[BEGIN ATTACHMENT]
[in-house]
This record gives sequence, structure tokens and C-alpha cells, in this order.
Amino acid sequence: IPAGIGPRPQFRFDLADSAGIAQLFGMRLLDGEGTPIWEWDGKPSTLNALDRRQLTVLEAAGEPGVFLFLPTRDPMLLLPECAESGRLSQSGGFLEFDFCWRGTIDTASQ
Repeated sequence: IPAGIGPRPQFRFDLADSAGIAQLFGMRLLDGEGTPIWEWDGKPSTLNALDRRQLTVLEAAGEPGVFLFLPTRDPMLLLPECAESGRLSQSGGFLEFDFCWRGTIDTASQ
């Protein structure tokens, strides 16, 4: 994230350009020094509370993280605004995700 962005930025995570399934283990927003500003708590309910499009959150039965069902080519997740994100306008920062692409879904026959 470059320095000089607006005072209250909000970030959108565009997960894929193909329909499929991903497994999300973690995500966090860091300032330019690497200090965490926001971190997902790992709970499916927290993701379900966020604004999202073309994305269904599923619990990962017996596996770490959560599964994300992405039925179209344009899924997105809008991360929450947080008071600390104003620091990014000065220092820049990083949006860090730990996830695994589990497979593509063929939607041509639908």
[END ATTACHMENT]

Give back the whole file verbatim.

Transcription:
[in-house]
This record gives sequence, structure tokens and C-alpha cells, in this order.
Amino acid sequence: IPAGIGPRPQFRFDLADSAGIAQLFGMRLLDGEGTPIWEWDGKPSTLNALDRRQLTVLEAAGEPGVFLFLPTRDPMLLLPECAESGRLSQSGGFLEFDFCWRGTIDTASQ
Repeated sequence: IPAGIGPRPQFRFDLADSAGIAQLFGMRLLDGEGTPIWEWDGKPSTLNALDRRQLTVLEAAGEPGVFLFLPTRDPMLLLPECAESGRLSQSGGFLEFDFCWRGTIDTASQ
């Protein structure tokens, strides 16, 4: 994230350009020094509370993280605004995700 962005930025995570399934283990927003500003708590309910499009959150039965069902080519997740994100306008920062692409879904026959 470059320095000089607006005072209250909000970030959108565009997960894929193909329909499929991903497994999300973690995500966090860091300032330019690497200090965490926001971190997902790992709970499916927290993701379900966020604004999202073309994305269904599923619990990962017996596996770490959560599964994300992405039925179209344009899924997105809008991360929450947080008071600390104003620091990014000065220092820049990083949006860090730990996830695994589990497979593509063929939607041509639908």